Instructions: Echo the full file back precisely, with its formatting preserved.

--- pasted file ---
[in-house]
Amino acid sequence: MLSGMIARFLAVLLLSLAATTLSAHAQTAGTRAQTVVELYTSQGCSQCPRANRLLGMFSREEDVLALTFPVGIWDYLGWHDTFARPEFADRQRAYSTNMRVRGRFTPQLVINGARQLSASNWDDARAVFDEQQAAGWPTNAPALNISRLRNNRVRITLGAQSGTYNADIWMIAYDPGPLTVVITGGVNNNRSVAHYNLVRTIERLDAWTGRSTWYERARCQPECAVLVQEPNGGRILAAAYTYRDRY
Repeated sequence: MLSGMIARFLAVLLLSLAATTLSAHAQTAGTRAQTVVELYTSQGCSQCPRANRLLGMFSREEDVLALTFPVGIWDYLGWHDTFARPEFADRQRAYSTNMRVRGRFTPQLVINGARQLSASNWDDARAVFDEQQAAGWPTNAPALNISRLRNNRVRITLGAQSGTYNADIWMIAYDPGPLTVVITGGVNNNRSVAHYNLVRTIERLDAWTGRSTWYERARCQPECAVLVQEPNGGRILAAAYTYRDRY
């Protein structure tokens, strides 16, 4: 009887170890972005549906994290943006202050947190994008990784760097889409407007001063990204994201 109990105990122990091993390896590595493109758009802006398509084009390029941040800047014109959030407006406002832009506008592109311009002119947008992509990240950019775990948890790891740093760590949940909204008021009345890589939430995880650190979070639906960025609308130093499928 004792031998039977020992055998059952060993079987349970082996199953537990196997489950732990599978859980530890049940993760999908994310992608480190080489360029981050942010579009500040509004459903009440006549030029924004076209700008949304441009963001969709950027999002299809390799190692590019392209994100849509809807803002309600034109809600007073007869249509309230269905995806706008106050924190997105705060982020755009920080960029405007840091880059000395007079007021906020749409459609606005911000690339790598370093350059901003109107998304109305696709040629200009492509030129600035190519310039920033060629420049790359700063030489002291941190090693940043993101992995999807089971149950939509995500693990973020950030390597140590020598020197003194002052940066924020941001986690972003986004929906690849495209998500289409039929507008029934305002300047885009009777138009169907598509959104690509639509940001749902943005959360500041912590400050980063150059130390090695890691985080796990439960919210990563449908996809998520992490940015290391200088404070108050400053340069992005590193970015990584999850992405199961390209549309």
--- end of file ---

[in-house]
Amino acid sequence: MLSGMIARFLAVLLLSLAATTLSAHAQTAGTRAQTVVELYTSQGCSQCPRANRLLGMFSREEDVLALTFPVGIWDYLGWHDTFARPEFADRQRAYSTNMRVRGRFTPQLVINGARQLSASNWDDARAVFDEQQAAGWPTNAPALNISRLRNNRVRITLGAQSGTYNADIWMIAYDPGPLTVVITGGVNNNRSVAHYNLVRTIERLDAWTGRSTWYERARCQPECAVLVQEPNGGRILAAAYTYRDRY
Repeated sequence: MLSGMIARFLAVLLLSLAATTLSAHAQTAGTRAQTVVELYTSQGCSQCPRANRLLGMFSREEDVLALTFPVGIWDYLGWHDTFARPEFADRQRAYSTNMRVRGRFTPQLVINGARQLSASNWDDARAVFDEQQAAGWPTNAPALNISRLRNNRVRITLGAQSGTYNADIWMIAYDPGPLTVVITGGVNNNRSVAHYNLVRTIERLDAWTGRSTWYERARCQPECAVLVQEPNGGRILAAAYTYRDRY
């Protein structure tokens, strides 16, 4: 009887170890972005549906994290943006202050947190994008990784760097889409407007001063990204994201 109990105990122990091993390896590595493109758009802006398509084009390029941040800047014109959030407006406002832009506008592109311009002119947008992509990240950019775990948890790891740093760590949940909204008021009345890589939430995880650190979070639906960025609308130093499928 004792031998039977020992055998059952060993079987349970082996199953537990196997489950732990599978859980530890049940993760999908994310992608480190080489360029981050942010579009500040509004459903009440006549030029924004076209700008949304441009963001969709950027999002299809390799190692590019392209994100849509809807803002309600034109809600007073007869249509309230269905995806706008106050924190997105705060982020755009920080960029405007840091880059000395007079007021906020749409459609606005911000690339790598370093350059901003109107998304109305696709040629200009492509030129600035190519310039920033060629420049790359700063030489002291941190090693940043993101992995999807089971149950939509995500693990973020950030390597140590020598020197003194002052940066924020941001986690972003986004929906690849495209998500289409039929507008029934305002300047885009009777138009169907598509959104690509639509940001749902943005959360500041912590400050980063150059130390090695890691985080796990439960919210990563449908996809998520992490940015290391200088404070108050400053340069992005590193970015990584999850992405199961390209549309």